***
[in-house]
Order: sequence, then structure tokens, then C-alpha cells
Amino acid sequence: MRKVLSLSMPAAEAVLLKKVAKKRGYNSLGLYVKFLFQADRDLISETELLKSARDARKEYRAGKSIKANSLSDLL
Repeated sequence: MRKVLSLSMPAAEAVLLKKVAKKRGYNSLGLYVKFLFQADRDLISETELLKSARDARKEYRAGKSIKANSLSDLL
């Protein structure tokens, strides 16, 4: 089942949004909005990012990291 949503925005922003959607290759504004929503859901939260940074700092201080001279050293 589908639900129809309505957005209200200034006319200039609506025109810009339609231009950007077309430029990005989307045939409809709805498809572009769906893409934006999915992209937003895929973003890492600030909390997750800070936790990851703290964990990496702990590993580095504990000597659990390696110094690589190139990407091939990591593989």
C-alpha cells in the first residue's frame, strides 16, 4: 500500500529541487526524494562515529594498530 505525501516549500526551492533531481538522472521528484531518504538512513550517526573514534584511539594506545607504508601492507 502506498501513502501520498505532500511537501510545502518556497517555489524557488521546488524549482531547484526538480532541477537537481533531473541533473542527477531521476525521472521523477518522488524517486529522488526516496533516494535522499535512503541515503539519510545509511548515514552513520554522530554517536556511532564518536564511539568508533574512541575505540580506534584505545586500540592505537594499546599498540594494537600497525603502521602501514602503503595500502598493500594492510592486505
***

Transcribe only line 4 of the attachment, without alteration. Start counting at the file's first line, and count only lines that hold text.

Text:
Repeated sequence: MRKVLSLSMPAAEAVLLKKVAKKRGYNSLGLYVKFLFQADRDLISETELLKSARDARKEYRAGKSIKANSLSDLL